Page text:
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06-30-2009, 12:36 PM
Join Date: Nov 2007
Originally Posted by
Practice, practice, practice. You don't really need a specific drill, you just need to skate around backwards a bunch for the crossovers, and you need to stop on your weak foot a lot.
You'll learn a lot of drills if you take a good powerskating class. Then you just have to get out on the ice and emulate these yourself... making sure to do them both ways. Even after you've mastered the techniques you'll have to keep doing them over and over until they become automatic responses. Up until last month I would never stop on my left side, and now I use it as much (maybe more as a left winger) as I do the right.
Have you ever done sculling on the ice? It's where you keep your feet together, move your feet outward, then bring them back in together without lifting your blades off of the ice. Try doing this drill... forward first, then backwards. You can start off slow, but eventually you'll want to do it with a lot of power. You should hear the ice crunching, and your feet should be moving quickly. You should be able to get your legs wide and then back in tight again in a span of one second or less (for the pros it's a flash of lightning). When you're moving forward you'll be emphasizing the cut with your heels (will come in handy when you're doing tight turns) and when you're moving backwards you'll be emphasizing the cut with your toes (will come in handy w/ backwards crossovers). This should eliminate any problems you have on your inside edge.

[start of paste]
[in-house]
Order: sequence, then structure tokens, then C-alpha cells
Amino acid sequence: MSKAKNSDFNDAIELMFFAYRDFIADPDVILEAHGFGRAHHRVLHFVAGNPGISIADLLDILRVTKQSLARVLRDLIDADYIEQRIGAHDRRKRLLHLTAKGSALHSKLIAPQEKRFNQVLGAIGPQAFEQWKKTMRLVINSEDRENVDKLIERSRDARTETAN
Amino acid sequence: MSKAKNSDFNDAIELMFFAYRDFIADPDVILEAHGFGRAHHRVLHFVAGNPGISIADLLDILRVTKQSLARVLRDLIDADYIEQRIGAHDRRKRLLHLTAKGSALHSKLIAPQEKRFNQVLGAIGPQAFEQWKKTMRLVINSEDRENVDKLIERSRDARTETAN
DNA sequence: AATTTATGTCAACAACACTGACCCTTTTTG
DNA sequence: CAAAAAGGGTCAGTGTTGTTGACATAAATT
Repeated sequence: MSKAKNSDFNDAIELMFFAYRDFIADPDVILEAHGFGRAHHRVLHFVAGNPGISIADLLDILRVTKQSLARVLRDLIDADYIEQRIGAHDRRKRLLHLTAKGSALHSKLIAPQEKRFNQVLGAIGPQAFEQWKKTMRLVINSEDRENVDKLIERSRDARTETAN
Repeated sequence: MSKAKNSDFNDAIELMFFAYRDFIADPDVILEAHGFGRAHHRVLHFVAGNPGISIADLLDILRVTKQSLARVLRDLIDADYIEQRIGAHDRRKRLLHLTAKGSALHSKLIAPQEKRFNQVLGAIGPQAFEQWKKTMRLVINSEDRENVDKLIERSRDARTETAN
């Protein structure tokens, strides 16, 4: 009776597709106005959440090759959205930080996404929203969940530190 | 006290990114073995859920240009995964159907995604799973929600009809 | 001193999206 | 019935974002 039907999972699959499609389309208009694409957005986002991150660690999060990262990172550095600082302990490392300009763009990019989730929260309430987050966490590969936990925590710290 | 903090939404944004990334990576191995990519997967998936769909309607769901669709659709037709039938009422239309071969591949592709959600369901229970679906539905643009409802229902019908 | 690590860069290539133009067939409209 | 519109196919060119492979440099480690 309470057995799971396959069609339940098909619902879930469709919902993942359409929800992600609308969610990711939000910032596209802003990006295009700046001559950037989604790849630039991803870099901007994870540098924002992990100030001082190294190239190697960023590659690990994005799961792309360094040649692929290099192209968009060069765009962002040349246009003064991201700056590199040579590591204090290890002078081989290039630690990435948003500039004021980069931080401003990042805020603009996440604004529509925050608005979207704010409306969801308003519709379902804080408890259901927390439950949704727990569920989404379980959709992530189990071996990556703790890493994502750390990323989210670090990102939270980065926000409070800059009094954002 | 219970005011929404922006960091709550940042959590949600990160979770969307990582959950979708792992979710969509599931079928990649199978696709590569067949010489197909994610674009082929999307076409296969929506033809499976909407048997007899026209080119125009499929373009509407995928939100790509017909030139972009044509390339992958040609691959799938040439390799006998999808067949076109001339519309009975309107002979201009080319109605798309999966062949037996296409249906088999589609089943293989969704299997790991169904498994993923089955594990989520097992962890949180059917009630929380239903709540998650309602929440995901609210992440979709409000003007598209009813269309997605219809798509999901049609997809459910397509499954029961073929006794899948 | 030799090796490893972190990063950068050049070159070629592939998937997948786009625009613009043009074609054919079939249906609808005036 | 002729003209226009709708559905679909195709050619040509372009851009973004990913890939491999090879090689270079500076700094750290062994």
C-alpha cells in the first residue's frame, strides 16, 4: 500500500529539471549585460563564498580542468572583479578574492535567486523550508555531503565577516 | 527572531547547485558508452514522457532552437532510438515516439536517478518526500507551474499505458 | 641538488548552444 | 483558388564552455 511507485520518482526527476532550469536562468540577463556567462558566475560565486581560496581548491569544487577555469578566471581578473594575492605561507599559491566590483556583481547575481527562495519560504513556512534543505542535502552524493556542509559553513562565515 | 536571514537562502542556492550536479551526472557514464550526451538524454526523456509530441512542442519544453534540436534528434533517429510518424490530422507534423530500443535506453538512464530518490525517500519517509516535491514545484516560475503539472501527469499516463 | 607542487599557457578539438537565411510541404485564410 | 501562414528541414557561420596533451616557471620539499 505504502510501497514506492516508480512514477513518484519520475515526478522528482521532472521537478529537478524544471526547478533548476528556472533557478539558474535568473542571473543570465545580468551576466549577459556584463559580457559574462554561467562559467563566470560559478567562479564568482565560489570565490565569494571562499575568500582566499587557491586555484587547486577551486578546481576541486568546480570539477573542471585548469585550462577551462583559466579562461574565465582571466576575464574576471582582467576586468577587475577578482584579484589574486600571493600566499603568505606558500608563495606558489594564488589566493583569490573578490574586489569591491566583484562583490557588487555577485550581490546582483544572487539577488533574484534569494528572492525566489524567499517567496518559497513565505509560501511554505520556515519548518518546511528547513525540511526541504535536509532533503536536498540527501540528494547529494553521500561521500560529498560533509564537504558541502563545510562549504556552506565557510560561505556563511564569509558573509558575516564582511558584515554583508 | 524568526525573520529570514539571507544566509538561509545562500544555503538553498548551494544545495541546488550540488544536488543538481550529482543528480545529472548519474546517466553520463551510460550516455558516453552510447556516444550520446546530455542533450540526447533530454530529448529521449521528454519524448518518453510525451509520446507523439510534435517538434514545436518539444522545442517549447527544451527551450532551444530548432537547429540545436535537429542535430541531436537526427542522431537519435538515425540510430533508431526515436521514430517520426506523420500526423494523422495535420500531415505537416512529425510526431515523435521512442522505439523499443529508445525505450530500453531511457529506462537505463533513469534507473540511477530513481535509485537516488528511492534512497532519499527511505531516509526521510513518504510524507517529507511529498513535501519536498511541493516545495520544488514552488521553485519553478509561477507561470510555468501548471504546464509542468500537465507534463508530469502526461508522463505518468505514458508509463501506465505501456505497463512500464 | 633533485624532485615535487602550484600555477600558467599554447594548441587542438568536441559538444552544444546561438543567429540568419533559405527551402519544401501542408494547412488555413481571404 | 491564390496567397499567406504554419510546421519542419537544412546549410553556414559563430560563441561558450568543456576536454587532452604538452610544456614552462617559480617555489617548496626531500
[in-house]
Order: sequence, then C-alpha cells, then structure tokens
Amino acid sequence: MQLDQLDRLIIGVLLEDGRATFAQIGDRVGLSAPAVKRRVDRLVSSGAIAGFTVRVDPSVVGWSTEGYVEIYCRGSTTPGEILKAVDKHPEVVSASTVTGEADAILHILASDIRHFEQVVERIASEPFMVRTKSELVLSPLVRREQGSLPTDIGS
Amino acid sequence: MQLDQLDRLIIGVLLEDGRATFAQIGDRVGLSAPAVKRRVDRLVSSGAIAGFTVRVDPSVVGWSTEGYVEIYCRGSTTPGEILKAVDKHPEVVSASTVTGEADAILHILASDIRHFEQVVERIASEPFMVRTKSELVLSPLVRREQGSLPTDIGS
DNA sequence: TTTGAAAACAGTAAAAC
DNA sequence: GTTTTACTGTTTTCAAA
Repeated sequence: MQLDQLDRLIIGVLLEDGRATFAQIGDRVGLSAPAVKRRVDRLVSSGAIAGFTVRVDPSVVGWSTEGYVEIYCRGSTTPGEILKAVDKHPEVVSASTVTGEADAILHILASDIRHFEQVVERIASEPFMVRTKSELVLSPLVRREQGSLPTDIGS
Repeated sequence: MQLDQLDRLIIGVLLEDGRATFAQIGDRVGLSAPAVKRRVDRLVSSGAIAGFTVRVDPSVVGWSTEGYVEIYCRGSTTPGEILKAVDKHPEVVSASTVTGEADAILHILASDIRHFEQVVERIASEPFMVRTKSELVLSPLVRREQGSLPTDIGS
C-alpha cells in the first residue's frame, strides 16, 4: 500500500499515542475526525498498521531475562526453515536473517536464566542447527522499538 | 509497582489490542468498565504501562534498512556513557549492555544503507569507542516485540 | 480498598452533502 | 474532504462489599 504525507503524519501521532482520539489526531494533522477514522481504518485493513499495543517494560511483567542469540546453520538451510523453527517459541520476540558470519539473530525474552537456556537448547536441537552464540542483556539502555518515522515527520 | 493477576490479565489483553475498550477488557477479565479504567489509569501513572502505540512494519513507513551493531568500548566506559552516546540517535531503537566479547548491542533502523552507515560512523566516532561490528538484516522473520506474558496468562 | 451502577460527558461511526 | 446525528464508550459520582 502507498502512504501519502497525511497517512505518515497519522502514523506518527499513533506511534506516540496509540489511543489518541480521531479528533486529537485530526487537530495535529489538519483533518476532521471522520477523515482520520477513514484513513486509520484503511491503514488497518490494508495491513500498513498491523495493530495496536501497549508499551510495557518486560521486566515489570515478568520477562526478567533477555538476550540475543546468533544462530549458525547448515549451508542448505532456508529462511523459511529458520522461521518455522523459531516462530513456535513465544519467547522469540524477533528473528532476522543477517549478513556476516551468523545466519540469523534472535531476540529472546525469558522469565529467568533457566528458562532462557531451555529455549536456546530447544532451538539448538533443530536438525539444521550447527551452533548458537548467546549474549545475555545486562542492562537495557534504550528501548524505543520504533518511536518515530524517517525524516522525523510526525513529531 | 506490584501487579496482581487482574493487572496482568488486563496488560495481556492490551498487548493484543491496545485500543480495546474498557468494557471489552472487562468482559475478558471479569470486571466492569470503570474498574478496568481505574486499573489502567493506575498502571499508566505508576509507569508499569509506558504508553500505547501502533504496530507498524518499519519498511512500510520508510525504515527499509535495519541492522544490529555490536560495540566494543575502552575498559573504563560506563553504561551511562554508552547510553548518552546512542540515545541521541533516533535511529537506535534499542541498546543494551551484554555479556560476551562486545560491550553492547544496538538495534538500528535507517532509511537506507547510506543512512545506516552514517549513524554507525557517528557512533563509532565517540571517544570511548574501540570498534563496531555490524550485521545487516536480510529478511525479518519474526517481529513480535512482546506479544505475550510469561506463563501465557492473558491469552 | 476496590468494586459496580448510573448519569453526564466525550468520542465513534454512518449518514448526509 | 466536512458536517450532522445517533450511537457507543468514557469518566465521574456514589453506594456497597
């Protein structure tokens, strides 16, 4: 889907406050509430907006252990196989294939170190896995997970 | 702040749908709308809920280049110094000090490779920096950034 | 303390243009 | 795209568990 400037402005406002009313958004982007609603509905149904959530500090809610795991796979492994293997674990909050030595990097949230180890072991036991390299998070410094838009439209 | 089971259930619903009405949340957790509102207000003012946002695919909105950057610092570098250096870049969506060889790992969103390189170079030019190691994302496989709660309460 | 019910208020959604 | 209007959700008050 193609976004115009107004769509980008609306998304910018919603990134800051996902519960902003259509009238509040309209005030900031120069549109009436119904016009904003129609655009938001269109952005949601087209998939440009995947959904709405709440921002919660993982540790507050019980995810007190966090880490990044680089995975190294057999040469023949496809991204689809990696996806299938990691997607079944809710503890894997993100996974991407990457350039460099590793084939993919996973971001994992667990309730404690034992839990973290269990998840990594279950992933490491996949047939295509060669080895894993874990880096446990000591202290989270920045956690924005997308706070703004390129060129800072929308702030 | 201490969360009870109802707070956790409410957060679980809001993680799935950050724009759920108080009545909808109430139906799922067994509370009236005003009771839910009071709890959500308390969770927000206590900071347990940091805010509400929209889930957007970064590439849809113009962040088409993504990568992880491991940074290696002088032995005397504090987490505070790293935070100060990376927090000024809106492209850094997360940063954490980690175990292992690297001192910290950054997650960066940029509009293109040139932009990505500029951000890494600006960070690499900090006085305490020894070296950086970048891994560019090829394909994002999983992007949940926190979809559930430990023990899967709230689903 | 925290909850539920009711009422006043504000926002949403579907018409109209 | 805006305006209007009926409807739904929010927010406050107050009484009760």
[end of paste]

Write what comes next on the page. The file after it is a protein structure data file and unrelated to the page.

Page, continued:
Circle drills are the easiest for working on transitions and crossovers. Face one end of the ice and do crossovers around the faceoff circle. Ensure that you are always facing that one direction.... at the top and bottom of the circle you'll be forced to transition.
If you want to master your backwards crossovers try doing zig-zagged backwards starts. Start off facing one of the side boards while standing on the goal line. Do three quick backwards crossovers in one direction to build up momentum then STOP, and immediately do three in the other direction. If you want a real challenge, try doing this with a puck on your stick!
Sorry if these are hard to visualize... it's hard to describe drills without a video or at least a drawing board.
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